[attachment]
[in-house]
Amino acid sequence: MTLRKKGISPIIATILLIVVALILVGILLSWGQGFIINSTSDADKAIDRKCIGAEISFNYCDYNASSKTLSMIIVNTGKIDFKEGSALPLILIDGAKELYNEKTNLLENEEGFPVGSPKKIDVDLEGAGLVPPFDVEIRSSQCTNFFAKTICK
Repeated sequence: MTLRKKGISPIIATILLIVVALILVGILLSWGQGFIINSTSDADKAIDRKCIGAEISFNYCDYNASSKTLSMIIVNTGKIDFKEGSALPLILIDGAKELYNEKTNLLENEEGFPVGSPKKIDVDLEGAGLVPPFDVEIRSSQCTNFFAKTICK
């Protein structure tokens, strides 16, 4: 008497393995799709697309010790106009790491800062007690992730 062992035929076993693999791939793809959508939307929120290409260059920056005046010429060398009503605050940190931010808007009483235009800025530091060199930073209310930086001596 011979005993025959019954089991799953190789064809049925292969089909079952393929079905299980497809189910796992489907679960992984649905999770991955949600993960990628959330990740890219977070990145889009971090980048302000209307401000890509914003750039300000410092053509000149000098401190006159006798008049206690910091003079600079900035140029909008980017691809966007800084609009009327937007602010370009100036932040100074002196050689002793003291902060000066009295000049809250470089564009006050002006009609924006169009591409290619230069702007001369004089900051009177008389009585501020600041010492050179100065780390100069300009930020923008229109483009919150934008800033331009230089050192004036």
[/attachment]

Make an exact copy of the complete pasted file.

[in-house]
Amino acid sequence: MTLRKKGISPIIATILLIVVALILVGILLSWGQGFIINSTSDADKAIDRKCIGAEISFNYCDYNASSKTLSMIIVNTGKIDFKEGSALPLILIDGAKELYNEKTNLLENEEGFPVGSPKKIDVDLEGAGLVPPFDVEIRSSQCTNFFAKTICK
Repeated sequence: MTLRKKGISPIIATILLIVVALILVGILLSWGQGFIINSTSDADKAIDRKCIGAEISFNYCDYNASSKTLSMIIVNTGKIDFKEGSALPLILIDGAKELYNEKTNLLENEEGFPVGSPKKIDVDLEGAGLVPPFDVEIRSSQCTNFFAKTICK
């Protein structure tokens, strides 16, 4: 008497393995799709697309010790106009790491800062007690992730 062992035929076993693999791939793809959508939307929120290409260059920056005046010429060398009503605050940190931010808007009483235009800025530091060199930073209310930086001596 011979005993025959019954089991799953190789064809049925292969089909079952393929079905299980497809189910796992489907679960992984649905999770991955949600993960990628959330990740890219977070990145889009971090980048302000209307401000890509914003750039300000410092053509000149000098401190006159006798008049206690910091003079600079900035140029909008980017691809966007800084609009009327937007602010370009100036932040100074002196050689002793003291902060000066009295000049809250470089564009006050002006009609924006169009591409290619230069702007001369004089900051009177008389009585501020600041010492050179100065780390100069300009930020923008229109483009919150934008800033331009230089050192004036």